Finally, you can shop for awesome Fugees Fan gear at our store. Remember that when you purchase merchandise, you don’t get to claim a charitable deduction – even if the proceeds are going to a great cause. If you round your purchase up, or make an additional donation, anything over fair market value may be a charitable donation. Be sure to get a receipt.
As always, you want to make sure that your donation is going to a qualified charitable organization. A search using the IRS’ Exempt Organizations Select Check reveals that Fugees Family Inc. is on the list. To find out more about the work of the organization, check out their website, like them on Facebook or follow them on Twitter.
The Fugees Family is located in Georgia. In addition to the opportunity to claim a federal income tax deduction for your donations, Georgia residents and businesses have the option to redirect a portion of their state income tax – up to $1,000 for individuals and up to $10,000 for pass through entities – to scholarships for students at a private school of their choice. It is a dollar-for-dollar tax credit. For more information and limitations, check out this page and consult with your tax professional. The Fugees staff is also willing to come to your home or office to discuss the specifics. Contact Lara Wagner (lara@fugeesfamily.org or (404) 398-9562).
Remember, submissions to the 12 Days of Charitable Giving are made by readers and in most cases, I can’t personally vouch for the good work that these folks do. So be generous. But be smart. Do your homework.
For more on making charitable donations, check out some of these prior posts:

It’s the fifth day of our 12 Days of Charitable Giving! In December, I’ll be focusing on twelve charitable organizations which my readers have nominated as most deserving of your charitable donation. You have a couple more weeks to squeeze in you charitable deduction for tax purposes in 2014 – so why not consider one of our twelve?
Today’s featured charity is City of Asylum/Pittsburgh. City of Asylum/Pittsburgh offers sanctuary to endangered literary writers so that they can continue to write.
City of Asylum has roots back to 1989 when, after publication of his novel The Satanic Verses, a fatwa was issued by the Supreme Leader of Iran that ordered the killing of its author, Salman Rushdie, forcing into hiding. In 1993, a group of writers led by Rushdie formed the International Parliament of Writers which provided one to two years of support for endangered writers in exile. The specific cities in Europe were called “Cities of Asylum.” Four years later, Rushdie gave a talk in Pittsburgh and spoke about the Cities of Asylum network. Diane Samuels and Henry Reese heard Rushdie’s talk and wrote to Cities of Asylum in Europe about starting a chapter in Pittsburgh.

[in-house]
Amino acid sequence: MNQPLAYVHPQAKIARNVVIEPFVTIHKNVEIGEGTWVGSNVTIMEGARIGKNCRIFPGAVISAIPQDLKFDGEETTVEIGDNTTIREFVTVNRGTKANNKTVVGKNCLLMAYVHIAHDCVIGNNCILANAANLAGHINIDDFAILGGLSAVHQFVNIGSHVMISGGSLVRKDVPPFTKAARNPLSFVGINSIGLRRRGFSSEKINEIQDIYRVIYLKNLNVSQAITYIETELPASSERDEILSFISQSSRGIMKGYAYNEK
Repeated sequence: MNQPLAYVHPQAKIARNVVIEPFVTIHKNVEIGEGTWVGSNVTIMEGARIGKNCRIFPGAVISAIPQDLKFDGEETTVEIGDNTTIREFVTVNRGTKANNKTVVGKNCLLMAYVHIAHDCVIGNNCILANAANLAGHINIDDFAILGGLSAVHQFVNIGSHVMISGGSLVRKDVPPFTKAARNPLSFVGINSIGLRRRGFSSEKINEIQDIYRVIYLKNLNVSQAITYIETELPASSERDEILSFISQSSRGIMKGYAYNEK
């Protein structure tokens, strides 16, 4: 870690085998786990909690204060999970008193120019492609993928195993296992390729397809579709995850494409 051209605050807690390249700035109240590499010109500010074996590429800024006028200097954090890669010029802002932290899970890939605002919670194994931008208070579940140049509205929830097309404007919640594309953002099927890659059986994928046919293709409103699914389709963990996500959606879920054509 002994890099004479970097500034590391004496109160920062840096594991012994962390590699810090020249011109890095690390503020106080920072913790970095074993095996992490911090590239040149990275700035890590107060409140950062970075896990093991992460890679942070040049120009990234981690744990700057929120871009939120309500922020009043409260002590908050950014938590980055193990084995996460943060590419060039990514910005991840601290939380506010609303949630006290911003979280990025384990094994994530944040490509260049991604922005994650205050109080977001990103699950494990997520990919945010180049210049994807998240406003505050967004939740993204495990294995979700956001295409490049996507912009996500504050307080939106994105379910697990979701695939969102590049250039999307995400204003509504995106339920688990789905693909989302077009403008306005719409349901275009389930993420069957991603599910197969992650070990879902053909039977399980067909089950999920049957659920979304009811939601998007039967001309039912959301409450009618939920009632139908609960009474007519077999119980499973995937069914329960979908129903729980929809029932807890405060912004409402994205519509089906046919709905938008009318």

In 2004, City of Asylum/Pittsburgh officially opened its doors. Today, City of Asylum provides an exiled writer and the writer’s family with a house, a stipend, medical benefits, and other assistance including an immigration attorney.
Exiled writers who have been in residence include:
2004-2006: Huang Xiang (China)
2006-2009: Horacio Castellanos Moya (El Salvador)
2008- 2011: Khet Mar (Burma)
2011- present: Israel Centeno (Venezuela)
Visiting international writers in residence include:
2007: Vijay Nair (India)
2008: Glaydah Namukasa (Uganda)
2009: Maxine Case (South Africa), Marius Ivaskevicius (Lithuania),
Irakli Kakabadze (Georgia)
2010: Billy Kahora (Kenya), Beverly Perez-Rego (Venezuela)
2011: Fabienne Kanor (France), Marvin Victor (Haiti)
2012: Vijay Nair (India, Fulbright Scholar), Barlen Pyamootoo (Mauritius)
City of Asylum also presents readings, concerts and literary events featuring international literary authors, local musicians and writers of interest in many genres. Annual performances and literary events include the Jazz-Poetry Concert, Writers in the Gardens, and Cave Canem Poets Reading.
So how can you help?
You can make a donation online. You can also send a donation by mail:
City of Asylum/Pittsburgh
330 Sampsonia Way
Pittsburgh PA 15212.
Or over the phone:
412-323-0278
(Monday-Friday, 9 a.m. – 5 p.m.)
As always, you want to make sure that your donation is going to a qualified charitable organization. A search using the IRS’ Exempt Organizations Select Check reveals that City of Asylum/Pittsburgh is on the list. To find out more about the work of the organization, check out their website, like them on Facebook or follow them on Twitter.
Remember, submissions to the 12 Days of Charitable Giving are made by readers and in most cases, I can’t personally vouch for the good work that these folks do. So be generous. But be smart. Do your homework.
For more on making charitable donations, check out some of these prior posts: